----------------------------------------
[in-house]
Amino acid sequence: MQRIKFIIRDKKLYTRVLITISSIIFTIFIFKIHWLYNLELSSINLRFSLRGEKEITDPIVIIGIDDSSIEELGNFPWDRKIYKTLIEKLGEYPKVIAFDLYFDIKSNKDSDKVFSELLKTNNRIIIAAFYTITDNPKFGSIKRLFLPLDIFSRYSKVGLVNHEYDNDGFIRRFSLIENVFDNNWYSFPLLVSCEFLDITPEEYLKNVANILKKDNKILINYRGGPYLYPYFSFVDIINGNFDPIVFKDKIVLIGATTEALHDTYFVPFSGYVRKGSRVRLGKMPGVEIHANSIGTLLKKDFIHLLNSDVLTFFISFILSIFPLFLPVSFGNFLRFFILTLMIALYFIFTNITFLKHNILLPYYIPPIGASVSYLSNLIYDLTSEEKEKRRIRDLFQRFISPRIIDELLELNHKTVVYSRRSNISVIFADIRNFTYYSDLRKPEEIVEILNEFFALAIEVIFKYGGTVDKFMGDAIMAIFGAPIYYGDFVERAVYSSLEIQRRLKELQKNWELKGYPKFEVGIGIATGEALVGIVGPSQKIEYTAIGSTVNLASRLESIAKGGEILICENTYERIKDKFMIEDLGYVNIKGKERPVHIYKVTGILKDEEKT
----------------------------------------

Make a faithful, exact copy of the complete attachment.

[in-house]
Amino acid sequence: MQRIKFIIRDKKLYTRVLITISSIIFTIFIFKIHWLYNLELSSINLRFSLRGEKEITDPIVIIGIDDSSIEELGNFPWDRKIYKTLIEKLGEYPKVIAFDLYFDIKSNKDSDKVFSELLKTNNRIIIAAFYTITDNPKFGSIKRLFLPLDIFSRYSKVGLVNHEYDNDGFIRRFSLIENVFDNNWYSFPLLVSCEFLDITPEEYLKNVANILKKDNKILINYRGGPYLYPYFSFVDIINGNFDPIVFKDKIVLIGATTEALHDTYFVPFSGYVRKGSRVRLGKMPGVEIHANSIGTLLKKDFIHLLNSDVLTFFISFILSIFPLFLPVSFGNFLRFFILTLMIALYFIFTNITFLKHNILLPYYIPPIGASVSYLSNLIYDLTSEEKEKRRIRDLFQRFISPRIIDELLELNHKTVVYSRRSNISVIFADIRNFTYYSDLRKPEEIVEILNEFFALAIEVIFKYGGTVDKFMGDAIMAIFGAPIYYGDFVERAVYSSLEIQRRLKELQKNWELKGYPKFEVGIGIATGEALVGIVGPSQKIEYTAIGSTVNLASRLESIAKGGEILICENTYERIKDKFMIEDLGYVNIKGKERPVHIYKVTGILKDEEKT